Acxiom Corp. of Conway said Thursday that it is cutting 2 percent of its global workforce as it combines two divisions into one business unit.
The cuts amount to about 66 people. Spokeswoman Sherry Hamilton told Arkansas Business in an email that, as of Dec. 31, the publicly traded data services firm (Nasdaq: ACXM) had about 3,300 employees worldwide.
Acxiom declined to say how many Arkansas workers would be affected. In addition to its campus in Conway, Acxiom has a small office on Main Street in Little Rock. It sold its former headquarters, a 12-story building in the River Market District, to Simmons First National Corp. of Pine Bluff last year.
Last year, executives said the company had about 1,500 workers at its Conway headquarters. More than 100 employees moved to Conway after Acxiom sold its River Market office. A small group, including a legal team of about 14, remained in an office on Main Street.
The company has other offices across the United States and in Europe and the Asia-Pacific, according to its website.
"In order to best meet client needs in a rapidly evolving marketplace, we announced on Feb. 6 that we would combine our Audience Solutions and Marketing Services divisions into a new business unit called Acxiom Marketing Solutions," the company said in a statement.
"As a follow-up to this announcement, we have made the difficult decision to eliminate about 2 percent of our global workforce. Decisions that impact jobs are never made lightly. These are among the most difficult decisions we make, as they affect friends and colleagues who have made valuable contributions to our clients, our partners and our organization."
While reporting third-quarter financial results in February, Acxiom announced plans to realign its businesses into two units: LiveRamp and Acxiom Marketing Solutions. The company said the combination would allow it to best meet client needs, create a strong foundation for growth and enhance value for shareholders.
The firm expects to report results under the realigned business units in the first quarter of fiscal 2019, which began on Sunday.
Under the realignment, Audience Solutions assets like IdentityLinkT, AbiliTec intellectual property and Acxiom's TV integrations would be consolidated into LiveRamp, creating what the company called the world's first truly end-to-end identity platform for people-based marketing. The remaining Audience Solutions' lines of business for data and data services would be combined with Marketing Services to create Acxiom Marketing Solutions.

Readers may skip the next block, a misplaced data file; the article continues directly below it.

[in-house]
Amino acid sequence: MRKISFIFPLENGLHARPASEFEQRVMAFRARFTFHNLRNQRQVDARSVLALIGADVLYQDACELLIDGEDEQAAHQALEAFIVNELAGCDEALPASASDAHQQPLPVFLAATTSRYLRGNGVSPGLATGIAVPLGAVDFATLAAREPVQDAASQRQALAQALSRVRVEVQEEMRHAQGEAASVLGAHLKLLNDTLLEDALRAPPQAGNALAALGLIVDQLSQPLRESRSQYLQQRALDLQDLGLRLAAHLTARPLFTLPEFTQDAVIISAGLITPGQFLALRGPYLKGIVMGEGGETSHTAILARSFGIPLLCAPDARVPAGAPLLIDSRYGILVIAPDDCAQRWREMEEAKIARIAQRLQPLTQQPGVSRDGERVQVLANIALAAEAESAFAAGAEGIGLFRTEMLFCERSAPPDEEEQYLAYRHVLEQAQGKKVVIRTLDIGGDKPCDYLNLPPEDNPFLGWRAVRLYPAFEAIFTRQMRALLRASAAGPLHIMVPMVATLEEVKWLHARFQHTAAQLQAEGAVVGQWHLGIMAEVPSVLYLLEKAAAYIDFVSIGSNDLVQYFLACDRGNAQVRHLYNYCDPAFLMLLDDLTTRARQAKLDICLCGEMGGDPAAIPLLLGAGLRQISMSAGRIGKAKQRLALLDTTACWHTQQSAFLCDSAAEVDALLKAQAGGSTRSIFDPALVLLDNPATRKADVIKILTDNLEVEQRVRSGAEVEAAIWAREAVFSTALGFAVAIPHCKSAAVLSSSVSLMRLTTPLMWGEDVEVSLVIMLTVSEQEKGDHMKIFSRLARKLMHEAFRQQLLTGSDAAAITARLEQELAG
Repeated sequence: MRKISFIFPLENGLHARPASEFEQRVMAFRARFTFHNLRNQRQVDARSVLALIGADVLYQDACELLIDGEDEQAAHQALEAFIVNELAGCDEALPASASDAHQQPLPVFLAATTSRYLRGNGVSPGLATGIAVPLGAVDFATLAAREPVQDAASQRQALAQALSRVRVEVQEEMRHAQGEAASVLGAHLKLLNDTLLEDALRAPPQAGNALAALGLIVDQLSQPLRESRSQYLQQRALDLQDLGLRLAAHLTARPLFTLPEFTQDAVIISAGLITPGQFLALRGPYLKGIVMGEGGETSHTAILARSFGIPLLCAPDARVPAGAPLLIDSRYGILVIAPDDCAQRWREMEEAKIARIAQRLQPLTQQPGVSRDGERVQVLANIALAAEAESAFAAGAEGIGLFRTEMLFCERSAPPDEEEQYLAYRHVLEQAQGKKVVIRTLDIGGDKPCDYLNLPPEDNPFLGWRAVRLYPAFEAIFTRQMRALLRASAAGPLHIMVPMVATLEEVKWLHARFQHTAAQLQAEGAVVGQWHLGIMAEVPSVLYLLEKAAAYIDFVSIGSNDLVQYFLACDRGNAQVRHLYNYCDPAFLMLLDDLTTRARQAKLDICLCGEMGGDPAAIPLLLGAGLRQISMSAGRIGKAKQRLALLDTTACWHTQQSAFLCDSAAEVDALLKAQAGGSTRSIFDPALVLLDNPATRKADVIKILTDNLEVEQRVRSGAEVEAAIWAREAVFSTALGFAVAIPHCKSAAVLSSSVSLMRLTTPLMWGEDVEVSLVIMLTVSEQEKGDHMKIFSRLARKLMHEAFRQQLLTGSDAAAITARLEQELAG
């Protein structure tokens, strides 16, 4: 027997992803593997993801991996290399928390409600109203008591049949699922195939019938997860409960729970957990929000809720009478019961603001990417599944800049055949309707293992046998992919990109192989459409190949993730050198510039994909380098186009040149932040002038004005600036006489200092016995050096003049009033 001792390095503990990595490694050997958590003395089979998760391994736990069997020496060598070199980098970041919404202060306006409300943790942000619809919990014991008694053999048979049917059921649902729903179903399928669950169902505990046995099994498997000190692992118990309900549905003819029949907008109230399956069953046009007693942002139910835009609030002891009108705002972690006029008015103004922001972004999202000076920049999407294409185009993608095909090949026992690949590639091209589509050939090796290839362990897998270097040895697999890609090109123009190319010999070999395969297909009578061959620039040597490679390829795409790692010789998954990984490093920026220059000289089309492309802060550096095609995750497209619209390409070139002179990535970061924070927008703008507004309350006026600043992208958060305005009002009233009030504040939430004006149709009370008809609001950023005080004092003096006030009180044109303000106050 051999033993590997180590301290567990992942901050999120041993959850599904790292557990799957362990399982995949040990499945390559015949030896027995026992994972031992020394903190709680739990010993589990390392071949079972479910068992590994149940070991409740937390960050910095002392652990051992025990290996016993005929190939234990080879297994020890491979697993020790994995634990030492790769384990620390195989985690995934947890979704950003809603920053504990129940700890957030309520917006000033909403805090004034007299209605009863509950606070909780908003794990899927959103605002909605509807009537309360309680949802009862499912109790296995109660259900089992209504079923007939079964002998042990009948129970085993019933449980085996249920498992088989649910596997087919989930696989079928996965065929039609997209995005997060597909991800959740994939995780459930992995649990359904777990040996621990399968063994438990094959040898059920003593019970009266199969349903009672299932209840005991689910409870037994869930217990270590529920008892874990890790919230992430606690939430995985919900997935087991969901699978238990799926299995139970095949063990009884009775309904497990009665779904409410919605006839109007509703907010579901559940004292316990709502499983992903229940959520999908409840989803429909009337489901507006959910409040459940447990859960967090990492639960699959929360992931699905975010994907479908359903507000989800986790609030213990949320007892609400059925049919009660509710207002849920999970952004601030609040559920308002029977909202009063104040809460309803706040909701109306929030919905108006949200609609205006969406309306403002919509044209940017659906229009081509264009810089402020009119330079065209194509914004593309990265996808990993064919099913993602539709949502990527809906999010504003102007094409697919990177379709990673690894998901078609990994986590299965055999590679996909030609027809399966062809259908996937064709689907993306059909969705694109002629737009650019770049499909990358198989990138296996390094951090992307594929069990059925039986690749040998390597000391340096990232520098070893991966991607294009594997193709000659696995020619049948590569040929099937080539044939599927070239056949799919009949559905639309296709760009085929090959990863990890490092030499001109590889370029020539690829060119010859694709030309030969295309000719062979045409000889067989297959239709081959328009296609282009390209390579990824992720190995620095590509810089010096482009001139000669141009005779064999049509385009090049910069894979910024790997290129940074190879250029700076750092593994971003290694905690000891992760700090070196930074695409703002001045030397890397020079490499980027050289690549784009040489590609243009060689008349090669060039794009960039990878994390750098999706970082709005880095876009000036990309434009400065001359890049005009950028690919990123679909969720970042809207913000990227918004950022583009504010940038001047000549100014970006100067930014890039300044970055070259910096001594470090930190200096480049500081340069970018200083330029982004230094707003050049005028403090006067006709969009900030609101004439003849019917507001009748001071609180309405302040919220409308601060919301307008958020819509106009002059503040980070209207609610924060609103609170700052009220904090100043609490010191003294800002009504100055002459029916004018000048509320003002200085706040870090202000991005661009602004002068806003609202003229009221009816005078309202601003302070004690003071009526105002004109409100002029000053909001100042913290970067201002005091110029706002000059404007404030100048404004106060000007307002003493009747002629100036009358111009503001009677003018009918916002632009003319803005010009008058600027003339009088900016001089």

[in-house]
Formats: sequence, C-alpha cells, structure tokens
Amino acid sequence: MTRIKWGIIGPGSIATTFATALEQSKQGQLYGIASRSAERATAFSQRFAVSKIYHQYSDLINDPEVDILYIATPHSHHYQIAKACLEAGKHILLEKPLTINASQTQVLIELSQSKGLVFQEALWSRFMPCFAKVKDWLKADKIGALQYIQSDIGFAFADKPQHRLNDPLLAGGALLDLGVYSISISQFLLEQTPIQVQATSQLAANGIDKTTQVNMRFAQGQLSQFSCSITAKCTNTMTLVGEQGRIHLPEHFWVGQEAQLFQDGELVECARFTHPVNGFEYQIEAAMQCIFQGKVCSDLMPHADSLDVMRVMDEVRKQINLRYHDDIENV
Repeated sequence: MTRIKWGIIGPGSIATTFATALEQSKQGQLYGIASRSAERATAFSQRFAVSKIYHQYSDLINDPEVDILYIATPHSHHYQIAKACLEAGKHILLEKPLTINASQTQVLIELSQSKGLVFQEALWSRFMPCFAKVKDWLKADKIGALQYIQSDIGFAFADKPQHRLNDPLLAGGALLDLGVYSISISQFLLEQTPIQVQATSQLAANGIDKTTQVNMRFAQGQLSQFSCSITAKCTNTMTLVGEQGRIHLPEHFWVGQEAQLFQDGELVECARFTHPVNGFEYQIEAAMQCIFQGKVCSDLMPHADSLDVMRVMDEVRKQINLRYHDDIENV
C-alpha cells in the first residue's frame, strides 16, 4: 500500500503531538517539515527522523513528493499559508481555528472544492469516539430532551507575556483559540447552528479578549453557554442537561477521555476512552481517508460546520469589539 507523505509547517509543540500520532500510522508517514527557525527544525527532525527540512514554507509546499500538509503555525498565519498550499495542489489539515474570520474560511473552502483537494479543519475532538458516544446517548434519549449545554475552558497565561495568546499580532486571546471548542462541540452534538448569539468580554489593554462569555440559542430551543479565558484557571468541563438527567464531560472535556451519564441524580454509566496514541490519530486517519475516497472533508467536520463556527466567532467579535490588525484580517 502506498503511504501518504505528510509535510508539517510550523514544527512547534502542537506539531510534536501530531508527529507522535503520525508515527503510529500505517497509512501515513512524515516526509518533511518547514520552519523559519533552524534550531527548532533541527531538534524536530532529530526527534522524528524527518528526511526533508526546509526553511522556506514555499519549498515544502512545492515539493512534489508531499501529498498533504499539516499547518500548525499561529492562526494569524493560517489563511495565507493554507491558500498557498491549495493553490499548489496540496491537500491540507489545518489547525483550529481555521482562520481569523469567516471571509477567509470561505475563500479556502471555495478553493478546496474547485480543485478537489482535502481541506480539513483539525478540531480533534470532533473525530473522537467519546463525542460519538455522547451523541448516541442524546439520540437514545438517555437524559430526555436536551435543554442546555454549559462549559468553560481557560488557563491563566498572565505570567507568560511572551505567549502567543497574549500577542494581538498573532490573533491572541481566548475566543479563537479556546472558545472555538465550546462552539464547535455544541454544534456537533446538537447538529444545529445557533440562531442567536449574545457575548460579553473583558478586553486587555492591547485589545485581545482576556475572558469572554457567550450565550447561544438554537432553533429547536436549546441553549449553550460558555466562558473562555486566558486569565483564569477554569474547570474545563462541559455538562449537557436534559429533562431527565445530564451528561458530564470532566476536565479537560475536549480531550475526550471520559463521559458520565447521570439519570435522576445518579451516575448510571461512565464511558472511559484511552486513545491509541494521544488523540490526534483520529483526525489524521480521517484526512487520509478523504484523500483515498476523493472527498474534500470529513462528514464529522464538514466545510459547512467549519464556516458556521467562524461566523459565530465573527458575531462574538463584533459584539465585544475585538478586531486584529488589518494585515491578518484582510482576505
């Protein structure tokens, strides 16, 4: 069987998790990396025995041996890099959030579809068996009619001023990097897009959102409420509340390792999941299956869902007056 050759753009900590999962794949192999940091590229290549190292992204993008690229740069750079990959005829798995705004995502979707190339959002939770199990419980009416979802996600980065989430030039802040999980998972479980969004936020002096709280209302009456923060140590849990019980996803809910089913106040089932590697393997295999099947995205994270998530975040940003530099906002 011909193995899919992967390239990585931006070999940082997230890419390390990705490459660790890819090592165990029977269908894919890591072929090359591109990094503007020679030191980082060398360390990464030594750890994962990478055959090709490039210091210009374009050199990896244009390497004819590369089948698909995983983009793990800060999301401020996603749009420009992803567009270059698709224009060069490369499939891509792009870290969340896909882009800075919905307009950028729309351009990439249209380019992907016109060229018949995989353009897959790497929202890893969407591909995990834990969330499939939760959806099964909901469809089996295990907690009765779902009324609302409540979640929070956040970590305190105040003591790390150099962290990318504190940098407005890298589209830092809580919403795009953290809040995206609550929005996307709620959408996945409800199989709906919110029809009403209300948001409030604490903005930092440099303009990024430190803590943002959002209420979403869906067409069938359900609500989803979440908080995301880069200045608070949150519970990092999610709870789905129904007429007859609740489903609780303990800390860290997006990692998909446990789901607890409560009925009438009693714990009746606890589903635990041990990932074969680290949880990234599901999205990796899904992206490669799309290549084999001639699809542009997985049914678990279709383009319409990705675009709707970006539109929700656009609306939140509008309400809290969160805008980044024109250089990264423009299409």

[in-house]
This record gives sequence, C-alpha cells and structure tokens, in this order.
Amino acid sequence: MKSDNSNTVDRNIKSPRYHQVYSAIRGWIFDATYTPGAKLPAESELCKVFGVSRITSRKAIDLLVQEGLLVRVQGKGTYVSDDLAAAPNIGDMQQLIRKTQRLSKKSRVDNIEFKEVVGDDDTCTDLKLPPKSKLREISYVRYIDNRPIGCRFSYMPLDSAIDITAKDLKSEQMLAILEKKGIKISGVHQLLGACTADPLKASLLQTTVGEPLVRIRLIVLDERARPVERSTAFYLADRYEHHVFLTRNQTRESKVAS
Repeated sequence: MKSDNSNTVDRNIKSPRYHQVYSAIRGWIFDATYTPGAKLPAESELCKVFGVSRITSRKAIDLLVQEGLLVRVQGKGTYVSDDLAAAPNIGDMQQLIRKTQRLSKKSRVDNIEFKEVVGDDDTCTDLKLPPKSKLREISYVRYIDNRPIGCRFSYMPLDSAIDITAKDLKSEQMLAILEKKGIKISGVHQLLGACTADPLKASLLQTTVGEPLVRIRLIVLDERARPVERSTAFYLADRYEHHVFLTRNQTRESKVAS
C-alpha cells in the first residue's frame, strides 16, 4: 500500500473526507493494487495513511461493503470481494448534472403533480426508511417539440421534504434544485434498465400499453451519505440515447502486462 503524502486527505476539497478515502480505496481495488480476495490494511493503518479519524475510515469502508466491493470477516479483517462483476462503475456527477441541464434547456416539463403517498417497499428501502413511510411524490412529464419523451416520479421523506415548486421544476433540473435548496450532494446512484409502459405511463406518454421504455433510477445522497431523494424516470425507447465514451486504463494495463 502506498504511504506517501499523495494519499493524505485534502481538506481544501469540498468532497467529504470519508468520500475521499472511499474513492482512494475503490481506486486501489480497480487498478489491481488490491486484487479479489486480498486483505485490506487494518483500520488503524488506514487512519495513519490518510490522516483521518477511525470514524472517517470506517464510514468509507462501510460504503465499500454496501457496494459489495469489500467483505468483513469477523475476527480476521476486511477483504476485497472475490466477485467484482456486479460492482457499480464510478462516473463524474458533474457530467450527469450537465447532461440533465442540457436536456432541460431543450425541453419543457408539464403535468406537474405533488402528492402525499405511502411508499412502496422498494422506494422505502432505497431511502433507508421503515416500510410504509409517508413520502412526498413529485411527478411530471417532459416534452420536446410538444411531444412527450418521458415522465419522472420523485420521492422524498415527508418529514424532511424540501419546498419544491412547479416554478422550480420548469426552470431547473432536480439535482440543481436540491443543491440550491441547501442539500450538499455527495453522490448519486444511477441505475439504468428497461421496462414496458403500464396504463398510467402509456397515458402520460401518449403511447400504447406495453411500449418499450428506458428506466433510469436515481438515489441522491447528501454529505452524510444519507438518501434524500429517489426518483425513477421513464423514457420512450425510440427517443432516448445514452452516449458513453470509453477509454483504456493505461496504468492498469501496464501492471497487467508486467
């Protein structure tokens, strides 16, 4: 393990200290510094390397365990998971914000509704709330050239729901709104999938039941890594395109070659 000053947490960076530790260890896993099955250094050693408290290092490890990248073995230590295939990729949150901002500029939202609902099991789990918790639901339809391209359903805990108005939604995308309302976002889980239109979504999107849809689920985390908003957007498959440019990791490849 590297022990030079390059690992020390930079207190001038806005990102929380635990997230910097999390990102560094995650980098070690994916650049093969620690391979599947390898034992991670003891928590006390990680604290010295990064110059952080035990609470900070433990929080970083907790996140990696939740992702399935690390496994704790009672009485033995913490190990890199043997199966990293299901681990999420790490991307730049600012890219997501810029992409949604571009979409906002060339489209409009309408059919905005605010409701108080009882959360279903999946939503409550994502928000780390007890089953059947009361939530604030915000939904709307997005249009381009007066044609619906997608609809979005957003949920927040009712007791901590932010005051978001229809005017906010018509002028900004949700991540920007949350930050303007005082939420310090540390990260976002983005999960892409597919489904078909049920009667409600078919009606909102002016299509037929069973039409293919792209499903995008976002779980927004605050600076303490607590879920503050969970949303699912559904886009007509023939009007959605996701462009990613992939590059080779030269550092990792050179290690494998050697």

At the time of the February announcement, Jerry Jones, executive vice president and chief ethics and legal officer, told Arkansas Business that combining the units would mean that employees on some teams would be moved around, and the company didn't know whether positions would be cut.
Acxiom announced the combination having undergone a comprehensive review of its businesses over the previous three quarters to "drive cleaner lines of sight, clearer accountabilities and to maximize its strategic flexibility."
The company also hinted at more changes for the Acxiom Marketing Solutions division, saying in February that it intended to "actively explore options to further strengthen" the division through "a strategic partnership, acquisition, tax-free merger, joint venture, tax-free spin-off, sale or other potential strategic combinations."
Thanks to a boost provided by federal tax reform, Acxiom expects to report fiscal 2018 revenue of between $910 million and $915 million, an increase of about 6 percent, and diluted earnings per share of between 19 cents and 23 cents. Before the benefit of tax reform, the company expected a diluted loss per share of 9 cents.
Acxiom has not yet issued guidance for fiscal 2019, but it already faces headwinds. On March 28, Facebook announced that it would end its Facebook Partner Categories program, which Acxiom and other third-party data providers participated. Acxiom said the loss of the program would hit fiscal 2019 revenue and profitability by as much as $25 million.
Acxiom's stock price fell 19 percent the day after Facebook announced it would suspend the program. But in a blog post published Tuesday, Acxiom CEO Scott Howe said that the company saw signs that Facebook would reconsider its decision.
"We've seen some signs that Facebook is reconsidering the initial policy they issued last week on data imports in light of advertiser concerns that will have an economic impact," Howe wrote. "There are many talented and smart people at Facebook. And if they take action on this feedback, it would be a smart move for them and good news for the industry."
Research briefs released Monday and Wednesday by Brett Huff, an analyst at Stephens Inc. of Little Rock, suggested that Acxiom stock is undervalued and that its price decline was an overreaction to the Facebook news. On Monday, Acxiom announced it would expand its share repurchase program.
Huff wrote that advertisers are still likely to buy data from Acxiom. He also said potential issues, like Google banning third-party data and Facebook prohibiting first-party data distribution in Acxiom's LiveRamp business, are unlikely to happen. Huff's rating of the company's stock has remained "overweight" and "volatile" since the Facebook decision.
Shares of Acxiom closed up 3.9 percent to $24.20 on Thursday.